Cognitive Blindness

Inability to really know how others think and how their cognitive processes are different from our own.

Using Positive Emotion to Change Behavior

Games can be used to change our behavior — make something fun, and we are likely to do it again and again. Psychologists call is positive reinforcement. Pleasure triggers our amygdalas — makes us make strong neural connections between the activity and positive emotion. Thrills are memorable and we seeks them out in our daily lives. Here are two examples of using fun to change people’s behavior, to make us do something we ordinarily don’t particularly want to: climb stairs and recycle. November 17th Update A fellow member of the Human Factors and Ergonomics Society (HFES), David Watts, recommended the following:

Intel i5 Core Commercial: When a company just doesn’t get it

Sometimes, a company just doesn’t get it: it’s not about what a product can theoretically do, but what it can do for the user. Intel has a history of making a particular type of commercials — “the power inside” commercials, I call them. Intel marketing people use the following mental model: people/men like muscle cars; people like powerful things; thus if we emphasize the power “on the inside” people would like our computers. And so their current commercials for Intel i5 Core look like this: So what’s wrong with this? It’s all about them, it’s not about me. I don’t care what’s inside the machine, I care what it can do for me. Or, more accurately, what I can do with it. It’s about my performance. Imagine going to a car lot and the car salesmen tells you: “It got huge pistons. I mean HUGE. You’ve got to see those pistons!” Perhaps some car buyers would get inspired by such language, but I bet most would find it puzzling. Why should I care? Does it drive well? What’s the performance like? Maneuverability? Intel’s commercials about its chips are just like a car manufacturer’s fetish remarks about pistons. Sure some would…

Socially Constructed Beliefs

American Academy of Pediatrics (AAP) came out with a strong recommendation against the use of bumpers in cribs. The September 2007 issue of The Journal of Pediatrics examined deaths and injuries attributed to infant crib bumper pads: “Twenty-seven accidental deaths reported by medical examiners or coroners were attributed to bumper pads. The mechanism of death included suffocation and strangulation by bumper ties. Twenty-five nonfatal injuries were identified, and most consisted of minor contusions. All retail bumpers had hazardous properties.” AAP has finally announced that it is formally against bumpers. That certainly took a while. And, amazingly, the bumper pads are still for sale by all major baby room outfitters, and parents are still buying them and using them with their beloved offspring. Why? Why would parents knowingly endanger their children? This is an interesting case of Mental Model Traps, Mirroring Errors, and Cognitive Blindness. Mental Model Traps Let’s start by Mental Model Traps that parents fall into in this particular case. To do this, we need to back up in time a bit. The design of children’s beds had undergone considerable evolution over the last few centuries. Cribs used to be just large baskets with tightly woven sides. The weave…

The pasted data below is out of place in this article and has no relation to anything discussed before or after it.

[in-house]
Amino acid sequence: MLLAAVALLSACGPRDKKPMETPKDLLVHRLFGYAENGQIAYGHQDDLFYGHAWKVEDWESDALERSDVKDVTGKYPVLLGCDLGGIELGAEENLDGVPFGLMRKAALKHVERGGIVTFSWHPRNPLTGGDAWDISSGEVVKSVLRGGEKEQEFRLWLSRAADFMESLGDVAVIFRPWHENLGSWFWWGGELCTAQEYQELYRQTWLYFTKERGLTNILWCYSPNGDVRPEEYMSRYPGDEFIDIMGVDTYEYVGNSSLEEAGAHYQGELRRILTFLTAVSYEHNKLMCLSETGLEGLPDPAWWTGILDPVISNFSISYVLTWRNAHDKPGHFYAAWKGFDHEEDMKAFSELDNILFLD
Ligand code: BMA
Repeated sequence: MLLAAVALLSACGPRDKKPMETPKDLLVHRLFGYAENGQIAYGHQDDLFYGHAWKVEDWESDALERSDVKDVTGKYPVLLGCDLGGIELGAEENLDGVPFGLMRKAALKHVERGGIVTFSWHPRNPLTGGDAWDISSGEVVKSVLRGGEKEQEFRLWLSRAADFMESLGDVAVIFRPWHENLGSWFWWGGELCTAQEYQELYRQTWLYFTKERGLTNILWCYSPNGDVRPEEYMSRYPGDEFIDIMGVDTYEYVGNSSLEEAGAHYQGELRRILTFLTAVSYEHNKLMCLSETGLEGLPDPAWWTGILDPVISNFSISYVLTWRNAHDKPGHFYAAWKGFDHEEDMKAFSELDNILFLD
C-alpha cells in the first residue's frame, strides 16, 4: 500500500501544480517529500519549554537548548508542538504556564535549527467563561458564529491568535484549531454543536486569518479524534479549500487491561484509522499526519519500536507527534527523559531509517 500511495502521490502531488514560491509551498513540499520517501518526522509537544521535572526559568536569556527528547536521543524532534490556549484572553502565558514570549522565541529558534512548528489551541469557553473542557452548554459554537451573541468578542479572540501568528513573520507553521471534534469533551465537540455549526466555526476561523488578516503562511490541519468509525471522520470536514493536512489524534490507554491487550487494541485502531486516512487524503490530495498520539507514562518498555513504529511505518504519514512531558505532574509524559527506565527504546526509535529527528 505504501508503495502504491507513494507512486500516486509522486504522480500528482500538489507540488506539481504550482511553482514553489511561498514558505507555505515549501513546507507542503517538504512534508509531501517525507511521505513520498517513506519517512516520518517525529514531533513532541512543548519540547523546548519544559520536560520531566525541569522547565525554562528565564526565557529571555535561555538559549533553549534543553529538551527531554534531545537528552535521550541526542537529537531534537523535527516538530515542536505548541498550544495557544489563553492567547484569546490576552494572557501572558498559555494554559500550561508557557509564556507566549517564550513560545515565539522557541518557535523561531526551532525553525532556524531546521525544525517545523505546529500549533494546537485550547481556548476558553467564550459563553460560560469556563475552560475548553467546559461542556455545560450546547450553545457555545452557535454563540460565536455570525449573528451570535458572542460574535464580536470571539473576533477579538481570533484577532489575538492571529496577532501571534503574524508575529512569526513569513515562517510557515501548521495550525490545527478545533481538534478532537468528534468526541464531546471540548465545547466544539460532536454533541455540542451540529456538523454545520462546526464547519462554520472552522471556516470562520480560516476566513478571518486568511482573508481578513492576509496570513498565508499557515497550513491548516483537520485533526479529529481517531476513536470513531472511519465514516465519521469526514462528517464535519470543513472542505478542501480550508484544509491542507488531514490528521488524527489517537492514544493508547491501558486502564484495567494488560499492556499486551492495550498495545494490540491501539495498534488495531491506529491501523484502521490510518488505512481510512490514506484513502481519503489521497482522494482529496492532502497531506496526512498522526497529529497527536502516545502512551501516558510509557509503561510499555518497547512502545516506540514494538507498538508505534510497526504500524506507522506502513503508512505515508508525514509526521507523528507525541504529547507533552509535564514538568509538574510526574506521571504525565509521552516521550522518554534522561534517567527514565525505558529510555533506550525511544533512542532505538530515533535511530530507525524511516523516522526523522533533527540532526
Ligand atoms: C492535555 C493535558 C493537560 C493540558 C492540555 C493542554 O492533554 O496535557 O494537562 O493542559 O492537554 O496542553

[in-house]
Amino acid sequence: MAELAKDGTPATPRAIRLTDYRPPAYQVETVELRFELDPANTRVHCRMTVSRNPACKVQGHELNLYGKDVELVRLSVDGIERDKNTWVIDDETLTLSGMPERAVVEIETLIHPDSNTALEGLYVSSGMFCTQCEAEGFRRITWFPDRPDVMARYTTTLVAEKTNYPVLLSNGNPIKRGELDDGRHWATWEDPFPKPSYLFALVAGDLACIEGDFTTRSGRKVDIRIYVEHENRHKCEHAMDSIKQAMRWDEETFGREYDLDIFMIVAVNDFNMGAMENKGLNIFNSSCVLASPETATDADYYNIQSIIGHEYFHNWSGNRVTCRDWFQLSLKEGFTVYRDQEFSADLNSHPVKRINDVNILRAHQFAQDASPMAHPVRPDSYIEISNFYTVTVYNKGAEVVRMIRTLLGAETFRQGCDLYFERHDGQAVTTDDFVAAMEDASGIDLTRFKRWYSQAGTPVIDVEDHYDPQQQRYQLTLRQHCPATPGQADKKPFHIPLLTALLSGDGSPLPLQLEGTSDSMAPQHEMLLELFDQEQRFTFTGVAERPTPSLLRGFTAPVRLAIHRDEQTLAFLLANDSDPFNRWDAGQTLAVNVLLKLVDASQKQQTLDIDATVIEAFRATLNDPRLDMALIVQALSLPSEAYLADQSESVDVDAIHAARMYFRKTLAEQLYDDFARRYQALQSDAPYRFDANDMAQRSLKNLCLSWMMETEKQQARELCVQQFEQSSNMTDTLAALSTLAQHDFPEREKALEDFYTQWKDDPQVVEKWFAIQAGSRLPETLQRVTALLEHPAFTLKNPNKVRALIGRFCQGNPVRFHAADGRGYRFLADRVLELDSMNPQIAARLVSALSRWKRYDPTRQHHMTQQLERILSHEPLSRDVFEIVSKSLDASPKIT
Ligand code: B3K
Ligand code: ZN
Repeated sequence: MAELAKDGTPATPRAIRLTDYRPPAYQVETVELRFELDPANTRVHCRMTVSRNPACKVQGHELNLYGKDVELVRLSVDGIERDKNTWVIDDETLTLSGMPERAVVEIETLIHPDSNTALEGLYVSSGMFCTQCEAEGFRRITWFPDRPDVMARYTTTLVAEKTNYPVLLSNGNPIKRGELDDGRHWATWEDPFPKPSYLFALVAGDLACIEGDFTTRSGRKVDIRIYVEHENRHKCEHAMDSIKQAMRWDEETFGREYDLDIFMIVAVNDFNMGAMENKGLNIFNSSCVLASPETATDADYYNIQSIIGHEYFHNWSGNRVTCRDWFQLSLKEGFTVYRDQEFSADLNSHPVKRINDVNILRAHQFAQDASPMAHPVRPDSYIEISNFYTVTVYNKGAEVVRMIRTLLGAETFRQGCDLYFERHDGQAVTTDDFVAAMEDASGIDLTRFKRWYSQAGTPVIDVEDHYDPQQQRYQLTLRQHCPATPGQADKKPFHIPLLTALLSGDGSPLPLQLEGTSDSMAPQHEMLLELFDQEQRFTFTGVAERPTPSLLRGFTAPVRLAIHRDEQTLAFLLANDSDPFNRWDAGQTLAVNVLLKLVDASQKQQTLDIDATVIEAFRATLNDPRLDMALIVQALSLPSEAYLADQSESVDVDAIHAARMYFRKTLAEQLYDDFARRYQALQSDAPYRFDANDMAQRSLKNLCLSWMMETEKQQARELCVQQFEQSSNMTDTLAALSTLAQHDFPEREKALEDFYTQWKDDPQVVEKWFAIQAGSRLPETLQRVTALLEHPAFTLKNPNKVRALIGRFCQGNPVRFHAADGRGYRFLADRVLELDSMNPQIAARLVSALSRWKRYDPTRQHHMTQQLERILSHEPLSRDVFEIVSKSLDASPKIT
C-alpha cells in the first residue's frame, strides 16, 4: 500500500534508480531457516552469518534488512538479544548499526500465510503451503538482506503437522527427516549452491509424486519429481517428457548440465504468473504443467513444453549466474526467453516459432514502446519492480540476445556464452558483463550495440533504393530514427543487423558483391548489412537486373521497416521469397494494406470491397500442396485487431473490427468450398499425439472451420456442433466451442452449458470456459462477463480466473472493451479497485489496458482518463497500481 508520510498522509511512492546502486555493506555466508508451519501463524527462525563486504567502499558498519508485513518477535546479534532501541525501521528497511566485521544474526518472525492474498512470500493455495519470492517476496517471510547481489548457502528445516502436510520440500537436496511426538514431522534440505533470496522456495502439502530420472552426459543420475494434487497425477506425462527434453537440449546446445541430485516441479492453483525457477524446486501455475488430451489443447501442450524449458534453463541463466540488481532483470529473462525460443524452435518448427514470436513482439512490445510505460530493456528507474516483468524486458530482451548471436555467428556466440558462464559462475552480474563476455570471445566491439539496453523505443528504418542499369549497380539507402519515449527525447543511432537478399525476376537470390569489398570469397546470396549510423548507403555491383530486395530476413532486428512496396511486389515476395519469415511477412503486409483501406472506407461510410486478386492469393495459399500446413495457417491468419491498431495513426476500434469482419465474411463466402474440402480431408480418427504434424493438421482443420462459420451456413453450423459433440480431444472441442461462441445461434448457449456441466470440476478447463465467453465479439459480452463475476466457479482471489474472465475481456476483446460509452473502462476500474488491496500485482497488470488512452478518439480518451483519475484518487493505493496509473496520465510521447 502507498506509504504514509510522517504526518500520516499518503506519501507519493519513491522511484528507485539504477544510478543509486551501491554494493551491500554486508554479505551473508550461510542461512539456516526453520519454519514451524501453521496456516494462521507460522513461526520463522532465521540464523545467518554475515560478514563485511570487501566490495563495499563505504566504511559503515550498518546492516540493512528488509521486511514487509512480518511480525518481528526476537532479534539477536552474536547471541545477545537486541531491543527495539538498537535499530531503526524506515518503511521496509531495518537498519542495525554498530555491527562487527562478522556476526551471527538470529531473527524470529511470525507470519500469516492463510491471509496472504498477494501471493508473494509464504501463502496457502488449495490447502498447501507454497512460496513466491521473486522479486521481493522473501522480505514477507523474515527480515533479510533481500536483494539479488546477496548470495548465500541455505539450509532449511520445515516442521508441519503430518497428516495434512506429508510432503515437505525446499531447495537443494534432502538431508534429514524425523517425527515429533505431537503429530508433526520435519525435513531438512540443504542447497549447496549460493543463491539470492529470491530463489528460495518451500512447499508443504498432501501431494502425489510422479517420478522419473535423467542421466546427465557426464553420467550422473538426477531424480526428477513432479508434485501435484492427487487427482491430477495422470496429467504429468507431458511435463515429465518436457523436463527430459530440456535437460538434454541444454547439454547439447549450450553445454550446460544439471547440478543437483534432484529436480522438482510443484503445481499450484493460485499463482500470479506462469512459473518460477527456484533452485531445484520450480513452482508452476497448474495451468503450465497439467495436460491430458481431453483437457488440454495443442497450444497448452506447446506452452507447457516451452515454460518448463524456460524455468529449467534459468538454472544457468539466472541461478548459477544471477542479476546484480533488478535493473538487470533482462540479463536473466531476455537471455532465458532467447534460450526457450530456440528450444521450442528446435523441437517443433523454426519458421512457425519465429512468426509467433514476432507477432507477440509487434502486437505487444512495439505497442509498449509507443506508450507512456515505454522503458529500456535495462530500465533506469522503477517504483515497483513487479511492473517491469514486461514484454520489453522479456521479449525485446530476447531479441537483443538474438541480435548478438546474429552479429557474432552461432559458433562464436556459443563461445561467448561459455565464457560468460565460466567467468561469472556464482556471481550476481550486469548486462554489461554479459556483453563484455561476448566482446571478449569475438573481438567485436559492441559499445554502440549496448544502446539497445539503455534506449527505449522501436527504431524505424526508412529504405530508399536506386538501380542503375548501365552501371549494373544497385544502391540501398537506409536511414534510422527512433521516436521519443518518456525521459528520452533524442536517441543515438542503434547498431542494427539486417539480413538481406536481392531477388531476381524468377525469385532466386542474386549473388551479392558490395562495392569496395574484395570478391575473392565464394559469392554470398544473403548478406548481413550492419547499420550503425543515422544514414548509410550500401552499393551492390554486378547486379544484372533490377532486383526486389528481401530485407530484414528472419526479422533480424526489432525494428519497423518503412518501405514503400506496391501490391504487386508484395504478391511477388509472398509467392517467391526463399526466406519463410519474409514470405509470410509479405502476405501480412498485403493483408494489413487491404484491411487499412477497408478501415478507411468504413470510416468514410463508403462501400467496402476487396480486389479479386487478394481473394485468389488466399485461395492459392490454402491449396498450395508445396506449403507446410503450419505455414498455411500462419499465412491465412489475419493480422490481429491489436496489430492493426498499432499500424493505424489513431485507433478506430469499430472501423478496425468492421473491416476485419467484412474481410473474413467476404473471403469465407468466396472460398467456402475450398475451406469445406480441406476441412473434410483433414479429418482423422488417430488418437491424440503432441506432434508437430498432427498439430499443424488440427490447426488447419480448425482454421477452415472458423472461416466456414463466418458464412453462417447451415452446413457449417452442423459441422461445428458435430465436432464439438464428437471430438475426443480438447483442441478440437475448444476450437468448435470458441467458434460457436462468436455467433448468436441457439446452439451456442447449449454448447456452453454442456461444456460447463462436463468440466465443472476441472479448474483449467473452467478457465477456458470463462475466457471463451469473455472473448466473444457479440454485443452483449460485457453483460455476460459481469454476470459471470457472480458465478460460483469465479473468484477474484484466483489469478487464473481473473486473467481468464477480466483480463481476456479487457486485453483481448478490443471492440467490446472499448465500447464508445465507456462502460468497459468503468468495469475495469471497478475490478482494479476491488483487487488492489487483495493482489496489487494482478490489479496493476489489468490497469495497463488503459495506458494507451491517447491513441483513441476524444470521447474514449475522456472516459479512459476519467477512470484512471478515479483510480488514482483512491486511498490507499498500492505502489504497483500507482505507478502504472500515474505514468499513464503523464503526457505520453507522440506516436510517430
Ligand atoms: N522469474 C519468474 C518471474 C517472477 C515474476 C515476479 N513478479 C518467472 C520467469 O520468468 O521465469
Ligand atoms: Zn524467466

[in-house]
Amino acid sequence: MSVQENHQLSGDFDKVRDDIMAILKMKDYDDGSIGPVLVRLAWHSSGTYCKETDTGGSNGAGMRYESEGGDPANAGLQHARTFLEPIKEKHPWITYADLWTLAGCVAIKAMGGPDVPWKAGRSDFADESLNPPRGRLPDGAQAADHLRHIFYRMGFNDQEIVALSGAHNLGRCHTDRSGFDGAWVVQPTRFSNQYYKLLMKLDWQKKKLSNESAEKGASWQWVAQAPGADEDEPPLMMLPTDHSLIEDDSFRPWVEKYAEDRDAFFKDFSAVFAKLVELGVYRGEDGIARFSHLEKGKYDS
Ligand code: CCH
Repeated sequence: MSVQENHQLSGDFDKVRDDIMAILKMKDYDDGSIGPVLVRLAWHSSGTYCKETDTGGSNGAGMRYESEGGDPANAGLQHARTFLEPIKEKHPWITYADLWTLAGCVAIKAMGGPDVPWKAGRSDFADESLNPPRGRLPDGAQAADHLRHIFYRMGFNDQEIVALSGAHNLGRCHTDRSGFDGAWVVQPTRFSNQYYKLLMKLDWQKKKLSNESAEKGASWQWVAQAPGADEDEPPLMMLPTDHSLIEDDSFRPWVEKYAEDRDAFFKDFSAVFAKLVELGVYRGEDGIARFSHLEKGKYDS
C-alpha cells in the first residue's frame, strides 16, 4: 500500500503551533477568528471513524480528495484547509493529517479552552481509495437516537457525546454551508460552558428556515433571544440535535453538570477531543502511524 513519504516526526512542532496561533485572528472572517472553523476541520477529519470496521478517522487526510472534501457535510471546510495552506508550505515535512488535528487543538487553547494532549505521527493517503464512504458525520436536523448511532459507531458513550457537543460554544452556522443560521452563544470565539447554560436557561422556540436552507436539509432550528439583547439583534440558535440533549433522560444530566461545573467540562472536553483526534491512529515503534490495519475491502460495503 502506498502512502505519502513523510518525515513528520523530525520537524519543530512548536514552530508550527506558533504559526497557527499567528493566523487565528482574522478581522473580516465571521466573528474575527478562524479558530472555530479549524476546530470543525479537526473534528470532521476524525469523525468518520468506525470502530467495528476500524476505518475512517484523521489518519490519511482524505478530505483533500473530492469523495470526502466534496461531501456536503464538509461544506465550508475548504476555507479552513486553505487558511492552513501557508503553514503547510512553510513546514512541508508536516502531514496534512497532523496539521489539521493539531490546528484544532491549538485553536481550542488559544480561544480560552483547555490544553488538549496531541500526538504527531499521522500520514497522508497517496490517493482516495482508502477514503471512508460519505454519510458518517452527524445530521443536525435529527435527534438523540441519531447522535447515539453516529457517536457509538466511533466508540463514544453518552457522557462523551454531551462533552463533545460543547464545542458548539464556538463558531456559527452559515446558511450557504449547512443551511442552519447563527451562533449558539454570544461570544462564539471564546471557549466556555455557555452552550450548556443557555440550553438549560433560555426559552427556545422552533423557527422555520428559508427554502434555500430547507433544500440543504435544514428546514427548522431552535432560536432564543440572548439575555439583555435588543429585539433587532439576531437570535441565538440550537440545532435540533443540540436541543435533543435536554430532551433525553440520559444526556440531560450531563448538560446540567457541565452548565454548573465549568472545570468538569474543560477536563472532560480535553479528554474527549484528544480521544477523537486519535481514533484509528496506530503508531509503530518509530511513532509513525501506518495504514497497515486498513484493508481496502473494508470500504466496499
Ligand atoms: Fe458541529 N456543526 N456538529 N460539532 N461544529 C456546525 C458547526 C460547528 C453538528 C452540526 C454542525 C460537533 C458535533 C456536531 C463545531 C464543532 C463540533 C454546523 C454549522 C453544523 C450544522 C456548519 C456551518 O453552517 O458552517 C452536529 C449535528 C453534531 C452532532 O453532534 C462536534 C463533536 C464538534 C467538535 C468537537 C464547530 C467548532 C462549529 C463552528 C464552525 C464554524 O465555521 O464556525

The Cultural Context for Product Design

Nothing exists in isolation. Design divorced from the context in which the product is used is of little value to its audience. Cognitively, this makes sense—most designers agree that they have to consider the environment, culture, and situation as part of the process of developing a new product (or redesigning an old one). But practically, context and culture get little play in design meetings. This post is aimed at relieving some of designers’ mirroring errors—helping see alternate ways their products might be used in the real world. Enjoy! Cultural Difference in Car Use: livestock Cultural Difference in Car Use: large loads Cultural Difference in Bike Use: large loads Notice the little bike on the left… Cultural Difference: people movers